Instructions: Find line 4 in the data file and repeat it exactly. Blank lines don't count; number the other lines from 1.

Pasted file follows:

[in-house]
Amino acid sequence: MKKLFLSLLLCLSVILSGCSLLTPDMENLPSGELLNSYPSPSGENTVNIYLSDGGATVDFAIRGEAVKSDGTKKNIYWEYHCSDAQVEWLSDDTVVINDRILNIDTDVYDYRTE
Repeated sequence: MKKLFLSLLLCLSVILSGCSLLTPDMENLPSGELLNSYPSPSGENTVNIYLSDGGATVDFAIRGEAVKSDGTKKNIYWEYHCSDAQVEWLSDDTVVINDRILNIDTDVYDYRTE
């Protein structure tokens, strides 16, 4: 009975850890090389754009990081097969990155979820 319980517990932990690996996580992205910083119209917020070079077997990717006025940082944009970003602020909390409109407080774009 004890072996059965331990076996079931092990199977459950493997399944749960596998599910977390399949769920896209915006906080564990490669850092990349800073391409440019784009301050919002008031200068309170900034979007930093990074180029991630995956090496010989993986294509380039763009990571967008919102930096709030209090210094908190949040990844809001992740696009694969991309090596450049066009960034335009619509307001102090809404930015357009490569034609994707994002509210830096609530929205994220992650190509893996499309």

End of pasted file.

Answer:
């Protein structure tokens, strides 16, 4: 009975850890090389754009990081097969990155979820 319980517990932990690996996580992205910083119209917020070079077997990717006025940082944009970003602020909390409109407080774009 004890072996059965331990076996079931092990199977459950493997399944749960596998599910977390399949769920896209915006906080564990490669850092990349800073391409440019784009301050919002008031200068309170900034979007930093990074180029991630995956090496010989993986294509380039763009990571967008919102930096709030209090210094908190949040990844809001992740696009694969991309090596450049066009960034335009619509307001102090809404930015357009490569034609994707994002509210830096609530929205994220992650190509893996499309």